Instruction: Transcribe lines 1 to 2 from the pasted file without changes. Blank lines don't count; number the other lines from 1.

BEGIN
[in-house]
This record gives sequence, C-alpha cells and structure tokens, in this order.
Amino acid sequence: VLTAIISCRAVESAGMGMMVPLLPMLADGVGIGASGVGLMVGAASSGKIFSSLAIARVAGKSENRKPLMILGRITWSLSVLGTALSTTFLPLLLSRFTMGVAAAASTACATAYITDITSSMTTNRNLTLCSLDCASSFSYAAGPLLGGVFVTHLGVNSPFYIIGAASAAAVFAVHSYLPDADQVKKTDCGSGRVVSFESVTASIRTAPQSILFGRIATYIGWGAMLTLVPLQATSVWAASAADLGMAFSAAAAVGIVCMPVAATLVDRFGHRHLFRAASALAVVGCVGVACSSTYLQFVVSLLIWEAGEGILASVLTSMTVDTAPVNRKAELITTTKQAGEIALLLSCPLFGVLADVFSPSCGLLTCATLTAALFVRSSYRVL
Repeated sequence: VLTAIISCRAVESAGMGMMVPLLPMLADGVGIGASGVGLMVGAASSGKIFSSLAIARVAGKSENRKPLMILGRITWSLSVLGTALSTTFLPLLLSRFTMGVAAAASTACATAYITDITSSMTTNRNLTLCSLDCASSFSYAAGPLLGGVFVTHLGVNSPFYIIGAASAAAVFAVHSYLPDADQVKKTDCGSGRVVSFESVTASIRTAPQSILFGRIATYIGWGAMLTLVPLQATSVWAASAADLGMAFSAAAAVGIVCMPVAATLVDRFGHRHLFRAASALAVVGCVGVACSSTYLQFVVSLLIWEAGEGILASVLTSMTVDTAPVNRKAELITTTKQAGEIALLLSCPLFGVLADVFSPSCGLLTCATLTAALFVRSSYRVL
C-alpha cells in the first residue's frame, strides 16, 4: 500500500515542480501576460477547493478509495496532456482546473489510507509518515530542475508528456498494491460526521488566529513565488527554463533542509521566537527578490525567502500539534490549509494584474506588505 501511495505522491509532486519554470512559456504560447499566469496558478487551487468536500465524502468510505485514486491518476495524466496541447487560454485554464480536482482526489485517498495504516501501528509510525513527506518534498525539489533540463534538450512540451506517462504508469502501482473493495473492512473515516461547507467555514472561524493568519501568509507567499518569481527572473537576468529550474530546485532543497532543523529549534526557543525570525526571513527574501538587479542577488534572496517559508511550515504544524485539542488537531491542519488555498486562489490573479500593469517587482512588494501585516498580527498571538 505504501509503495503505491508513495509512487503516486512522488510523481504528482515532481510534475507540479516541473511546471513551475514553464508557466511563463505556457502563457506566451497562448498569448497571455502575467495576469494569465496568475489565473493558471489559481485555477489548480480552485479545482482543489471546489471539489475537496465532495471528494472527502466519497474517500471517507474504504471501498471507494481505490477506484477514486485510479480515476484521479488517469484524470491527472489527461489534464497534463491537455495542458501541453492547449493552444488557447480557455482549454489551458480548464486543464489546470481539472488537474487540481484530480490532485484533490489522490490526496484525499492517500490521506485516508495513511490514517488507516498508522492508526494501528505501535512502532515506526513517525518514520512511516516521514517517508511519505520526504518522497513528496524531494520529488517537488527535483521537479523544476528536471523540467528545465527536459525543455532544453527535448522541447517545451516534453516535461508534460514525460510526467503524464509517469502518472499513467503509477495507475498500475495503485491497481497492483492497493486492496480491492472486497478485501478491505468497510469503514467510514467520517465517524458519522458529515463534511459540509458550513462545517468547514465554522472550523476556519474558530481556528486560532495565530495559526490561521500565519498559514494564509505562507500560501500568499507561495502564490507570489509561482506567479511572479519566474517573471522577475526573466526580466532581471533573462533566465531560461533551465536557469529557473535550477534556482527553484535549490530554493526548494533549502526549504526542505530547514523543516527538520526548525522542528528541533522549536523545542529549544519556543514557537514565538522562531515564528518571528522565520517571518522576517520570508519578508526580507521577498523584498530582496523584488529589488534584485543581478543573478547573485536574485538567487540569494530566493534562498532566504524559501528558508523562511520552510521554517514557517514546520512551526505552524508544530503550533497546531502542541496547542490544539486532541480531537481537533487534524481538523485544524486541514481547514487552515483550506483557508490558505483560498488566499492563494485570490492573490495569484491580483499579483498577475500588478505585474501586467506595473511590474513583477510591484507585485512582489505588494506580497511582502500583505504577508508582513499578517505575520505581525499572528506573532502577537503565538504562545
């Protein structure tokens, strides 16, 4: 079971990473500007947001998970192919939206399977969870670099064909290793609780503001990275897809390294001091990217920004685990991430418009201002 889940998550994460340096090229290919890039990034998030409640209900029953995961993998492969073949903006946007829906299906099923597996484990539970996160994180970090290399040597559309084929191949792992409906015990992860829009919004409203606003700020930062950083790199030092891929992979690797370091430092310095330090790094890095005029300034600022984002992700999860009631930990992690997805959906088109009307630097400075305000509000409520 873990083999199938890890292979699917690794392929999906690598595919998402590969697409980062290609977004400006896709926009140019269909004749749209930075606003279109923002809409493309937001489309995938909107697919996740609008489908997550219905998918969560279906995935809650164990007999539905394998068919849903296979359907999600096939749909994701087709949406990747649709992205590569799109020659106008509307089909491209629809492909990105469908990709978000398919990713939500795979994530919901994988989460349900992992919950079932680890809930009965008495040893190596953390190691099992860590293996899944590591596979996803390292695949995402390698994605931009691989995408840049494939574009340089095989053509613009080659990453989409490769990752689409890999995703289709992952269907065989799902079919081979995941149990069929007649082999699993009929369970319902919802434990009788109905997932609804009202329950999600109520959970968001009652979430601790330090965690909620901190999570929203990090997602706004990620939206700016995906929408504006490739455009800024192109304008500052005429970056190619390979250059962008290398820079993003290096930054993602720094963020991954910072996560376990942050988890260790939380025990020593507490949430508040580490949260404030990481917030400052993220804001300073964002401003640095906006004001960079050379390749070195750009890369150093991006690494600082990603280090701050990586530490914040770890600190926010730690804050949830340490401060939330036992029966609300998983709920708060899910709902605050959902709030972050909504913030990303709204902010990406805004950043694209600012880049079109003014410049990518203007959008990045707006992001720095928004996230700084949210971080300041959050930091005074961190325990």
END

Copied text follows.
[in-house]
This record gives sequence, C-alpha cells and structure tokens, in this order.